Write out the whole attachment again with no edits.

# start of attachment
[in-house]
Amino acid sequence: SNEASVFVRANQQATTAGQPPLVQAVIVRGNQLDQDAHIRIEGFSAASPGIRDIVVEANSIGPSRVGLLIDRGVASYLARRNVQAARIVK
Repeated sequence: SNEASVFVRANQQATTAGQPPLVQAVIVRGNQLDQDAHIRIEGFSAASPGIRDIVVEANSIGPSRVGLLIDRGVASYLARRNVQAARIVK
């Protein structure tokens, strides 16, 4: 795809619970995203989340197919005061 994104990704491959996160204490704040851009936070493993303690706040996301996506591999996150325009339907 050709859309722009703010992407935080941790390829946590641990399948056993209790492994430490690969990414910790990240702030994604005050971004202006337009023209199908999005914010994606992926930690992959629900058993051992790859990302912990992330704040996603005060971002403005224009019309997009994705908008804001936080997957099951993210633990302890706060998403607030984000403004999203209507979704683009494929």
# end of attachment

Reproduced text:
[in-house]
Amino acid sequence: SNEASVFVRANQQATTAGQPPLVQAVIVRGNQLDQDAHIRIEGFSAASPGIRDIVVEANSIGPSRVGLLIDRGVASYLARRNVQAARIVK
Repeated sequence: SNEASVFVRANQQATTAGQPPLVQAVIVRGNQLDQDAHIRIEGFSAASPGIRDIVVEANSIGPSRVGLLIDRGVASYLARRNVQAARIVK
């Protein structure tokens, strides 16, 4: 795809619970995203989340197919005061 994104990704491959996160204490704040851009936070493993303690706040996301996506591999996150325009339907 050709859309722009703010992407935080941790390829946590641990399948056993209790492994430490690969990414910790990240702030994604005050971004202006337009023209199908999005914010994606992926930690992959629900058993051992790859990302912990992330704040996603005060971002403005224009019309997009994705908008804001936080997957099951993210633990302890706060998403607030984000403004999203209507979704683009494929």